Often in our church services, we have an 'interview'. All orchestrated, of course, and transparently so, but that's the way it goes in managed performances.
Today, a young woman (young to me) who made sure we know that she was 'doing her D. Min' (I was friendly with a Jewish woman a few years ago who, doing a PhD in Augustine, was one of the leading experts internationally in his theology. She only referred to 'my work'. She also counselled me against continuing with my then current girlfriend...wise woman, it turned out).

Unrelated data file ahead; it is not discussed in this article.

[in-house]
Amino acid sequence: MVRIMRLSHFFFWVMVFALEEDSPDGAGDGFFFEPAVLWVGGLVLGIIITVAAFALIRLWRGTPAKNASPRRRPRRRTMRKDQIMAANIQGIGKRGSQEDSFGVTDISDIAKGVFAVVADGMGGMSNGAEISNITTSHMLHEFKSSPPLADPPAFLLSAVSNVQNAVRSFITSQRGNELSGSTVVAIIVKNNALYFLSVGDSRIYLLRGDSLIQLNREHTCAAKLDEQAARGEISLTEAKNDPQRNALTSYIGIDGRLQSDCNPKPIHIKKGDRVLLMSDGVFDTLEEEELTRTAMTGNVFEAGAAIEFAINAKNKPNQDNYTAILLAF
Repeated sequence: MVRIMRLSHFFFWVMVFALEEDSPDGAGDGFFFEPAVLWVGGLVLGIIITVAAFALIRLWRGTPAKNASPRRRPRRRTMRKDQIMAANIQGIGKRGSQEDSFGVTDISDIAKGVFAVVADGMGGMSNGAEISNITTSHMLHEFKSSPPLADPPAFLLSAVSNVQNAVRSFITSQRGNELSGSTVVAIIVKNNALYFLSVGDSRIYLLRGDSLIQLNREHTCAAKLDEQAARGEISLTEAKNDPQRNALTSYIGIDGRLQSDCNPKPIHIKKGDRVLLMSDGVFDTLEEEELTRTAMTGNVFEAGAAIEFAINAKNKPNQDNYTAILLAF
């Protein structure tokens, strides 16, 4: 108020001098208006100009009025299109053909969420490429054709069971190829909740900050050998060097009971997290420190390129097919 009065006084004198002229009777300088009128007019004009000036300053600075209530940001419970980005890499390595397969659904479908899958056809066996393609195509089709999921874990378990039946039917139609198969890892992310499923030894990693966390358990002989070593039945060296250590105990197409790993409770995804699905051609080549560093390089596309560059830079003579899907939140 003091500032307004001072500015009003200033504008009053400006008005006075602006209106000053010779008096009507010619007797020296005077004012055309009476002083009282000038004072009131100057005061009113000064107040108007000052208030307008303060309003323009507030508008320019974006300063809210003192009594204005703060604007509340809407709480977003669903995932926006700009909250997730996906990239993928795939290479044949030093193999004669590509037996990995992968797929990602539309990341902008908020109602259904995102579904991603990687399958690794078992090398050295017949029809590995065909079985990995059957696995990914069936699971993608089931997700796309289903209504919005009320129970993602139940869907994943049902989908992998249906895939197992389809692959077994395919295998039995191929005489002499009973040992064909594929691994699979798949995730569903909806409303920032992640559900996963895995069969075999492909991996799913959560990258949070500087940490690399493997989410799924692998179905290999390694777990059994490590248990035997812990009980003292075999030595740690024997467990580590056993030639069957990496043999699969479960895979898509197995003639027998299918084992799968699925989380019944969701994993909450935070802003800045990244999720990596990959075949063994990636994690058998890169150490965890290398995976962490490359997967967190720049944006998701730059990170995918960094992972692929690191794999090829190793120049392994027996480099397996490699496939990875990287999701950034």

Our D. Min (in progress) speaker was all about the use of child labour in Pakistan, and how we should stop this. We were invited to ask questions. I felt like asking, but for sake of calm did not, 'what will these children's families do for income if they stop work?'
Poverty, exploitation and slavery are complex in some dimensions, and to put the brakes on it can have parlous unintended consequences. In Pakistan, no less than anywhere else, better to preach the gospel, and rescue those children and their families that we may. But even this is complex.
If we are to pressure governments, start with safety, limited hours to allow for school for children and fair pay. Oh, and by the way, give it a couple of centuries for a pagan culture to catch up with our Christian aspirations, noting that child labour is part and parcel of agrarian life in poor countries.